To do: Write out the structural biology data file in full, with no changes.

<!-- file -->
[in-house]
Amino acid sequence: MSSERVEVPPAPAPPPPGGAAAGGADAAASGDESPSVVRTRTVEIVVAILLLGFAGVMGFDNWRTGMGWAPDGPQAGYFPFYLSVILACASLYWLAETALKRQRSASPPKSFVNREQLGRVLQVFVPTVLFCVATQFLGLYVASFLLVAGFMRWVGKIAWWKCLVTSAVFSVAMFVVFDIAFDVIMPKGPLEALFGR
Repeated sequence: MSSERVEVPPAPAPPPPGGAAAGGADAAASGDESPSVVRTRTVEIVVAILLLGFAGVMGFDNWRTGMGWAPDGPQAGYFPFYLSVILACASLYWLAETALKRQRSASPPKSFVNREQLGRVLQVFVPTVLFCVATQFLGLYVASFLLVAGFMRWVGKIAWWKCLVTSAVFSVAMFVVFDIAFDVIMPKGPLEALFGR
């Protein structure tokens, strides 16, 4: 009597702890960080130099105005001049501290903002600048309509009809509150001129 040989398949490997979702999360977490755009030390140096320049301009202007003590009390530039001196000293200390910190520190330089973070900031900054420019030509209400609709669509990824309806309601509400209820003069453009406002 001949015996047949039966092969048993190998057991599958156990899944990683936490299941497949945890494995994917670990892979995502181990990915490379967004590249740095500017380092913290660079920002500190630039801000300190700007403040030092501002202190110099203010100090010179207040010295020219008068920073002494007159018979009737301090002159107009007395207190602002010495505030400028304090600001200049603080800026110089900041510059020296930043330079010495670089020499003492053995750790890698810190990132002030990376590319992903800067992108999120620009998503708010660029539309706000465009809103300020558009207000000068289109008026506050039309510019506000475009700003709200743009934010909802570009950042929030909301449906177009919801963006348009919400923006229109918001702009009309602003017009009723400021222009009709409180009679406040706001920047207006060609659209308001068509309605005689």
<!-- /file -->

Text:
[in-house]
Amino acid sequence: MSSERVEVPPAPAPPPPGGAAAGGADAAASGDESPSVVRTRTVEIVVAILLLGFAGVMGFDNWRTGMGWAPDGPQAGYFPFYLSVILACASLYWLAETALKRQRSASPPKSFVNREQLGRVLQVFVPTVLFCVATQFLGLYVASFLLVAGFMRWVGKIAWWKCLVTSAVFSVAMFVVFDIAFDVIMPKGPLEALFGR
Repeated sequence: MSSERVEVPPAPAPPPPGGAAAGGADAAASGDESPSVVRTRTVEIVVAILLLGFAGVMGFDNWRTGMGWAPDGPQAGYFPFYLSVILACASLYWLAETALKRQRSASPPKSFVNREQLGRVLQVFVPTVLFCVATQFLGLYVASFLLVAGFMRWVGKIAWWKCLVTSAVFSVAMFVVFDIAFDVIMPKGPLEALFGR
């Protein structure tokens, strides 16, 4: 009597702890960080130099105005001049501290903002600048309509009809509150001129 040989398949490997979702999360977490755009030390140096320049301009202007003590009390530039001196000293200390910190520190330089973070900031900054420019030509209400609709669509990824309806309601509400209820003069453009406002 001949015996047949039966092969048993190998057991599958156990899944990683936490299941497949945890494995994917670990892979995502181990990915490379967004590249740095500017380092913290660079920002500190630039801000300190700007403040030092501002202190110099203010100090010179207040010295020219008068920073002494007159018979009737301090002159107009007395207190602002010495505030400028304090600001200049603080800026110089900041510059020296930043330079010495670089020499003492053995750790890698810190990132002030990376590319992903800067992108999120620009998503708010660029539309706000465009809103300020558009207000000068289109008026506050039309510019506000475009700003709200743009934010909802570009950042929030909301449906177009919801963006348009919400923006229109918001702009009309602003017009009723400021222009009709409180009679406040706001920047207006060609659209308001068509309605005689």